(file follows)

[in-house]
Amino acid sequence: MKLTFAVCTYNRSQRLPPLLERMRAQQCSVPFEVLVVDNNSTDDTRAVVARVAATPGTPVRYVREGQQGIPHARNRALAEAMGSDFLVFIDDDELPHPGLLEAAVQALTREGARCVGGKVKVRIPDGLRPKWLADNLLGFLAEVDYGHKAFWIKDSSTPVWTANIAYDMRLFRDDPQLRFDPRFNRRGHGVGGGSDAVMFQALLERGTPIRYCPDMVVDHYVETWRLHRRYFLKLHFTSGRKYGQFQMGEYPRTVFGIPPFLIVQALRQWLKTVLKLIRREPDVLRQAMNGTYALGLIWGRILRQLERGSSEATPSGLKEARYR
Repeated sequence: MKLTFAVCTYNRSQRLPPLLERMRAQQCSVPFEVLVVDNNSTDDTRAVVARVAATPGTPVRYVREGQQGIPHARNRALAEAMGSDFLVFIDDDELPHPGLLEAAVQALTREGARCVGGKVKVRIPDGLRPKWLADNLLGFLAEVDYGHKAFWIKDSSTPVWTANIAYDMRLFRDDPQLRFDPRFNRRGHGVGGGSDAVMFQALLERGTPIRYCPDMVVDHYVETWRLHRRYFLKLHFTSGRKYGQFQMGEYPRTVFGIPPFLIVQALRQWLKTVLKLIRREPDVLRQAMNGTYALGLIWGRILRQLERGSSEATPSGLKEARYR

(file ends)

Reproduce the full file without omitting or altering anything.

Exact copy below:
[in-house]
Amino acid sequence: MKLTFAVCTYNRSQRLPPLLERMRAQQCSVPFEVLVVDNNSTDDTRAVVARVAATPGTPVRYVREGQQGIPHARNRALAEAMGSDFLVFIDDDELPHPGLLEAAVQALTREGARCVGGKVKVRIPDGLRPKWLADNLLGFLAEVDYGHKAFWIKDSSTPVWTANIAYDMRLFRDDPQLRFDPRFNRRGHGVGGGSDAVMFQALLERGTPIRYCPDMVVDHYVETWRLHRRYFLKLHFTSGRKYGQFQMGEYPRTVFGIPPFLIVQALRQWLKTVLKLIRREPDVLRQAMNGTYALGLIWGRILRQLERGSSEATPSGLKEARYR
Repeated sequence: MKLTFAVCTYNRSQRLPPLLERMRAQQCSVPFEVLVVDNNSTDDTRAVVARVAATPGTPVRYVREGQQGIPHARNRALAEAMGSDFLVFIDDDELPHPGLLEAAVQALTREGARCVGGKVKVRIPDGLRPKWLADNLLGFLAEVDYGHKAFWIKDSSTPVWTANIAYDMRLFRDDPQLRFDPRFNRRGHGVGGGSDAVMFQALLERGTPIRYCPDMVVDHYVETWRLHRRYFLKLHFTSGRKYGQFQMGEYPRTVFGIPPFLIVQALRQWLKTVLKLIRREPDVLRQAMNGTYALGLIWGRILRQLERGSSEATPSGLKEARYR